Taraxacum is a large genus of flowering plants which consists of species commonly known as dandelions. They are native to Eurasia and North America, but the two commonplace species worldwide were introduced from Europe and now propagate as wildflowers although when they are in your yard they are considered weeds. Fortunately there are many products to rid them from your yard though.
Both of the common species are edible in their entirety. They have very small flowers collected together into a composite flower head. Each single flower in a head is called a floret. In part due to their abundance along with being a generalist species, dandelions are one of the most vital early spring nectar sources for a wide host of pollinators. Many species produce seeds asexually by apomixis, where the seeds are produced without pollination, resulting in offspring that are genetically identical to the parent plant.
In general, the leaves are 2–10 inches long or longer, simple, lobed, and form a basal rosette above the central taproot. The flower heads are yellow to orange colored, and are open in the daytime, but closed at night. The heads sit atop a hollow stem (technically called a scape) that is usually leafless and rises 3/8ths to 4 inches or more above the leaves. Stems and leaves exude a white, milky latex when broken. The flower heads are 3/4 to 2 inches in diameter and consist entirely of ray florets. The flower heads mature into spherical seed heads called blowballs or clocks containing many single-seeded fruits called achenes. Each achene is attached to a pappus of fine hairs which enable wind-aided dispersal over long distances.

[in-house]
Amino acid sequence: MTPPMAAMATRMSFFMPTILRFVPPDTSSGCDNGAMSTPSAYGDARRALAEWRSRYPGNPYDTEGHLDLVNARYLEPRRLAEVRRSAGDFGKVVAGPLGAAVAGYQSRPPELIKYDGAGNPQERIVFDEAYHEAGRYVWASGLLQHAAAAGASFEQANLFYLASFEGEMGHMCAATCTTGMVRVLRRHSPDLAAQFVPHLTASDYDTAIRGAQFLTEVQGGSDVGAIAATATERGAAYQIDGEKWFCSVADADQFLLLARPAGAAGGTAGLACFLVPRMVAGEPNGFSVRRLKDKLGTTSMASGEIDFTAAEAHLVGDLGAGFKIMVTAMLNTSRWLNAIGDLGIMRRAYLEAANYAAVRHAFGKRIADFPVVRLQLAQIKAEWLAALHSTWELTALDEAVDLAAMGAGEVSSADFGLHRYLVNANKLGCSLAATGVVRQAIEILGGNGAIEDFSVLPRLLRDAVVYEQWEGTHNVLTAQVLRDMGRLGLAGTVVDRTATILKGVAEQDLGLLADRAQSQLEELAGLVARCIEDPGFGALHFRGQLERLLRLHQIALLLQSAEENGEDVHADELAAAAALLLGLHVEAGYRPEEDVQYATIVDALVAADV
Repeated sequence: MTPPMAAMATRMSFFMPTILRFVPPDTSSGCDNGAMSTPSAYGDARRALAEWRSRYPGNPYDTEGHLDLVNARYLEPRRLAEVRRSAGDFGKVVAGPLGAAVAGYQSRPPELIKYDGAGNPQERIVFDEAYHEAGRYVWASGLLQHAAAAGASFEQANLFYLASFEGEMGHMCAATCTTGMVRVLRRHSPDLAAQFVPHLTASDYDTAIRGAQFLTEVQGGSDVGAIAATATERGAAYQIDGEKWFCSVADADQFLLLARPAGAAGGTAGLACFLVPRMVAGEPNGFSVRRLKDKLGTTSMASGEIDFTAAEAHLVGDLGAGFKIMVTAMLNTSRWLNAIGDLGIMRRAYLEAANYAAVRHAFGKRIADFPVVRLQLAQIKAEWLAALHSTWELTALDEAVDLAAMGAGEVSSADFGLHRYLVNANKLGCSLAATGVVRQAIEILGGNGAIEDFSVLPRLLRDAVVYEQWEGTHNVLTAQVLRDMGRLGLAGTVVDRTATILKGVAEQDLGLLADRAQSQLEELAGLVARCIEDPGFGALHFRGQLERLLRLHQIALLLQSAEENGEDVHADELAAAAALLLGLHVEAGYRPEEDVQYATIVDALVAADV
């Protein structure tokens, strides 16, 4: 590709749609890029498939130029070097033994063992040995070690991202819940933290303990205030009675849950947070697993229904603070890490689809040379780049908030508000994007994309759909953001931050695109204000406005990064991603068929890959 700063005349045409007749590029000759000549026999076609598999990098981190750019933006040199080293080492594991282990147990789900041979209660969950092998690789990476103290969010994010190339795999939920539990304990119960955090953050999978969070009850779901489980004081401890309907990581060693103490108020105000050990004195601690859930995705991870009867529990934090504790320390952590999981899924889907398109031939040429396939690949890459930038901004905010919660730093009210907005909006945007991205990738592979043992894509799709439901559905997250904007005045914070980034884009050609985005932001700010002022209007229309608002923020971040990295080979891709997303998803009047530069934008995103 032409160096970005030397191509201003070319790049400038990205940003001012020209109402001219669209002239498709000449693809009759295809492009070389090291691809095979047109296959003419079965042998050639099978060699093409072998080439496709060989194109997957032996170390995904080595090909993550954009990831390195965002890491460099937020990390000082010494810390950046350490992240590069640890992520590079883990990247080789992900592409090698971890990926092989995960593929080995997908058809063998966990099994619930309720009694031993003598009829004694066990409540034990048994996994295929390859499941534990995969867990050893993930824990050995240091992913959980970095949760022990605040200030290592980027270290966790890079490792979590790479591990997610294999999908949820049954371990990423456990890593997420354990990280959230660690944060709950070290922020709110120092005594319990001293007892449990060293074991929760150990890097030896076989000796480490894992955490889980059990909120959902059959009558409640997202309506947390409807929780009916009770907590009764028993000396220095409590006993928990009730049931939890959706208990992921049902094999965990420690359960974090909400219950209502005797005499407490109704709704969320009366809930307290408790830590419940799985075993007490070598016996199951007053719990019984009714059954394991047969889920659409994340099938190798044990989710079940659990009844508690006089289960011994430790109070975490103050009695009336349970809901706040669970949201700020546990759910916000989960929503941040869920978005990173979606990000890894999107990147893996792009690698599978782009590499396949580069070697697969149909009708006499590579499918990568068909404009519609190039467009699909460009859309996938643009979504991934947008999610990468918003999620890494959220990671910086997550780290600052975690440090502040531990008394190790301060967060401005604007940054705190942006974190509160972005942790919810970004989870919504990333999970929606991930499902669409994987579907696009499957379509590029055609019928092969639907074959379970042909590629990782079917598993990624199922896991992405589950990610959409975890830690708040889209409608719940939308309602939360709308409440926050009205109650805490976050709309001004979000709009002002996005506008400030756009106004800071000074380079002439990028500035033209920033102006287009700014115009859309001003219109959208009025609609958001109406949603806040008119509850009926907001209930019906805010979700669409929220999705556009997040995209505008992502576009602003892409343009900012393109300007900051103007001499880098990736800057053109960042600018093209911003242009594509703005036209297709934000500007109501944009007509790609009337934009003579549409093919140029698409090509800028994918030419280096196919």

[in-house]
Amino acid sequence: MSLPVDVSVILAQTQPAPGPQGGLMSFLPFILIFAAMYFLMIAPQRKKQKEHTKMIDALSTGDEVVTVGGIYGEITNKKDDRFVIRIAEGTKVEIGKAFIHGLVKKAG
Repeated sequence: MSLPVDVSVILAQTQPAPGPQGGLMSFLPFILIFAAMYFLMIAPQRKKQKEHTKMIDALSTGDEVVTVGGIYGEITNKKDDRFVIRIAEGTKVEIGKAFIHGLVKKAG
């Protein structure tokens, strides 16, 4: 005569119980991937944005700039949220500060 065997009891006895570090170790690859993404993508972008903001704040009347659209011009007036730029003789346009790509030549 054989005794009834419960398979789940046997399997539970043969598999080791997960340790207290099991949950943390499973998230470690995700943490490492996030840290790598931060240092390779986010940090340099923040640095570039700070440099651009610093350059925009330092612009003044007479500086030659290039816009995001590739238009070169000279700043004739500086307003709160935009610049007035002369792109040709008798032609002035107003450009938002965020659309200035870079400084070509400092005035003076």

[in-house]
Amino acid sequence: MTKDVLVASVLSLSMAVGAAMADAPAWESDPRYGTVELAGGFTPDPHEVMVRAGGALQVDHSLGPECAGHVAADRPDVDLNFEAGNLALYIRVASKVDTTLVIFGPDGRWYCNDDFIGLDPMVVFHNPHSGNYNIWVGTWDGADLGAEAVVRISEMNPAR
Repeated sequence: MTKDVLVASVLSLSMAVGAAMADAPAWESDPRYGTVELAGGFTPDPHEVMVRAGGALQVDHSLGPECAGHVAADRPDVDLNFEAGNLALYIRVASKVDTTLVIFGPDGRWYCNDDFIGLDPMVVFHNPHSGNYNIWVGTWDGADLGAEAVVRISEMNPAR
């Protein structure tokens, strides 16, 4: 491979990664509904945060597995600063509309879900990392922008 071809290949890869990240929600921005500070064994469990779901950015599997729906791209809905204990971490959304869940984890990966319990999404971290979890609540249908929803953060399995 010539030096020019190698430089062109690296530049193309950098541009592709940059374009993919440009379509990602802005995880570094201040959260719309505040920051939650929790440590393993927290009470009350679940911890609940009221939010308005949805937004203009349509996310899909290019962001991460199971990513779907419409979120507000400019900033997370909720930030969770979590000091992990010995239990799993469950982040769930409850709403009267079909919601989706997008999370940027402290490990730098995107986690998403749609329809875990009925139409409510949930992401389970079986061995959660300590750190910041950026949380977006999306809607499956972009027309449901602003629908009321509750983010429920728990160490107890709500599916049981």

The dispersed seeds rapidly colonize disturbed soil, especially the common dandelion which has been introduced over much of the temperate world. After flowering is finished, the dandelion flower head dries out for a day or two. The dried petals and stamens drop off, the bracts reflex (curve backwards), and the parachute ball opens into a full sphere.